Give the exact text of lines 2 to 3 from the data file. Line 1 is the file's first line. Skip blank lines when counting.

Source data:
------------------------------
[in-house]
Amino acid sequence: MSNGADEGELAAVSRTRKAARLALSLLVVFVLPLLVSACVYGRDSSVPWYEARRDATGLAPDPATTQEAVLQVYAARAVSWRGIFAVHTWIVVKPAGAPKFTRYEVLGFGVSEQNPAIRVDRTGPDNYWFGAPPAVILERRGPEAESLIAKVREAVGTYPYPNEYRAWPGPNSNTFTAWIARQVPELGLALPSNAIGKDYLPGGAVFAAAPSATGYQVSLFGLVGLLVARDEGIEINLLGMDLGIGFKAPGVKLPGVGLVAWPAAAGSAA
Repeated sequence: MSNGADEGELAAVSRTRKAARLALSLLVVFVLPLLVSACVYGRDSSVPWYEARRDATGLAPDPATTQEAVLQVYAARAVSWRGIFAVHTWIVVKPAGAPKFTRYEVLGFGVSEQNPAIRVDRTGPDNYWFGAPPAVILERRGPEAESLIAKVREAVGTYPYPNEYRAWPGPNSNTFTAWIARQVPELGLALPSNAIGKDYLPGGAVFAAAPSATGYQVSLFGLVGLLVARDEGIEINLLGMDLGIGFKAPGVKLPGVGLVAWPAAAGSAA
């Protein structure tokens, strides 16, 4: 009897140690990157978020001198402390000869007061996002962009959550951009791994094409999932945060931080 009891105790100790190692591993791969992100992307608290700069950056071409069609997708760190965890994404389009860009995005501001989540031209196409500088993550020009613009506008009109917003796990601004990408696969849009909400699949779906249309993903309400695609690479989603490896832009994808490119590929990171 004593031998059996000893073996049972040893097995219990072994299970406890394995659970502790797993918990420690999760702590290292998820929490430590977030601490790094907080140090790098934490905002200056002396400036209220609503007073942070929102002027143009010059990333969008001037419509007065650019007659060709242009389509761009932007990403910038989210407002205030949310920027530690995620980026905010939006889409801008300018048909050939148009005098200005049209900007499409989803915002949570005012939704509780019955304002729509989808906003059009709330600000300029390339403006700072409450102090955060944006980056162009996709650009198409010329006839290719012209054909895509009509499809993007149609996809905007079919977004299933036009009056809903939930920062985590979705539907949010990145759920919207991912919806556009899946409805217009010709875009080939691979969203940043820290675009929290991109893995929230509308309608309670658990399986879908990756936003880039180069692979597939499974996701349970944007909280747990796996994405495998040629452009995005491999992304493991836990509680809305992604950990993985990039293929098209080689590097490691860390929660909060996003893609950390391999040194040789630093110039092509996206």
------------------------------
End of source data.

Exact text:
Amino acid sequence: MSNGADEGELAAVSRTRKAARLALSLLVVFVLPLLVSACVYGRDSSVPWYEARRDATGLAPDPATTQEAVLQVYAARAVSWRGIFAVHTWIVVKPAGAPKFTRYEVLGFGVSEQNPAIRVDRTGPDNYWFGAPPAVILERRGPEAESLIAKVREAVGTYPYPNEYRAWPGPNSNTFTAWIARQVPELGLALPSNAIGKDYLPGGAVFAAAPSATGYQVSLFGLVGLLVARDEGIEINLLGMDLGIGFKAPGVKLPGVGLVAWPAAAGSAA
Repeated sequence: MSNGADEGELAAVSRTRKAARLALSLLVVFVLPLLVSACVYGRDSSVPWYEARRDATGLAPDPATTQEAVLQVYAARAVSWRGIFAVHTWIVVKPAGAPKFTRYEVLGFGVSEQNPAIRVDRTGPDNYWFGAPPAVILERRGPEAESLIAKVREAVGTYPYPNEYRAWPGPNSNTFTAWIARQVPELGLALPSNAIGKDYLPGGAVFAAAPSATGYQVSLFGLVGLLVARDEGIEINLLGMDLGIGFKAPGVKLPGVGLVAWPAAAGSAA